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Off Kilter

January 05, 1998|ROY RIVENBURG | Times Staff Writer

"Proof" of Alien Abductions: A Florida company is peddling a product for people who need solid evidence they've been kidnapped by a UFO. For $24.95 (and a photo of yourself), the Home Alien Abduction Documentation Kit provides a photo of you and the aliens sharing a six-pack of Miller Lite, a video of you and your captors sitting around a campfire singing "Kumbaya," a newspaper article about the abduction, and a cocktail napkin with the phone number of your alien boyfriend or girlfriend. For info, call (305) 460-3235.

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Vanishing IQs Inc.: As if we needed more proof that people are getting dumber, a story is making the rounds on the Internet about dopey airline passengers. Among the gems:

* A woman tells an airline clerk she wants to visit Hippopotamus, N.Y. When asked if she means Buffalo, she replies, "I knew it was some kind of big animal."

* A man says he wants to go to Illinois, but when the agent asks what city, he answers, "Cleveland, Ohio."

* A Dallas man calls for reservations on a pay phone, then tries to purchase his ticket by putting quarters into the phone.

* Another passenger asks about catching a flight to Maconga. When told that such a place doesn't exist, he insists otherwise and produces his ticket: Macon, Ga.

As is common on the Internet, the stories have suspicious lineage. We traced them to a 1985 article in Travel Weekly, written by reservations agent Jonathan Lee. However, Lee's first-person account is also suspect. A remarkably similar Maconga item ran in the Washington Post a year earlier, attributed to a different reservations clerk.

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Camel Through the Eye of a Needle Department: If it were possible to buy a spot in heaven, how much would it be worth? A survey of America's wealthiest denizens by Worth magazine found that rich men would be willing to shell out $1 million for a piece of eternal real estate, but rich women would cough up just $313,000. Maybe the women would pay more if they knew for sure that toilet seats in heaven were never left up.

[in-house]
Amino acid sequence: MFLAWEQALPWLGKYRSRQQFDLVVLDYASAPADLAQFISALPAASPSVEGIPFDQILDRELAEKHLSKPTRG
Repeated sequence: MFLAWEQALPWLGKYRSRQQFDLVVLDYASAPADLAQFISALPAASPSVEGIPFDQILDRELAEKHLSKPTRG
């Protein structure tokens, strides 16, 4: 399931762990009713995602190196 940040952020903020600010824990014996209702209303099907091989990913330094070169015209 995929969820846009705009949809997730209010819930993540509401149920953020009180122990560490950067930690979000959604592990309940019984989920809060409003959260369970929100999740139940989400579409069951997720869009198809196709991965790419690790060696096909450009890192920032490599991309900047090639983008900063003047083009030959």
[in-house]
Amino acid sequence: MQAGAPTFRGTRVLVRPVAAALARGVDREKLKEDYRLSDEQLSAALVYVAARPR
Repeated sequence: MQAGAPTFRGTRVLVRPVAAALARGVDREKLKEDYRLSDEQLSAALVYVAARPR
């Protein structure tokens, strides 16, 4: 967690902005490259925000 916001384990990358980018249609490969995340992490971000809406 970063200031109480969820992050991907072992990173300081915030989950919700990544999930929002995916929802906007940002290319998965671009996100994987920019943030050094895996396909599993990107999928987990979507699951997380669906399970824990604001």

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A Cross-Dresser to Go, Please: The top-selling celebrity sandwich at New York's Stage Deli is the Marv Albert, according to Olympia Daily World. It's corned beef with Swiss cheese and costs $13.95. The sequined gown is extra.

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Slippery Slope Department: In a recent New York Times Magazine piece, Steven Pinker of the Massachusetts Institute of Technology suggested that killing newborns is OK because infants don't have "an ability to reflect upon [themselves] as a continuous locus of consciousness, to form and savor plans for the future, to dread death and to express the choice not to die."

Hmmm. If "locus of consciousness" is the standard, shouldn't lots of adults also be considered expendable? Our nominees for liquidation: Quentin Tarantino, Johnnie Cochran, RuPaul, Barney the Dinosaur, Jerry Springer and the editors who decided to print Pinker's article.

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Best Supermarket Tabloid Headline: "Teens Sniffing Human Ashes to Get High! Warning: Someone May Be Snorting Your Grandmother!" (Weekly World News)

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Roy Rivenburg can be reached by e-mail at roy.rivenburg@latimes.com.

Sources: Wireless Flash, Adweek

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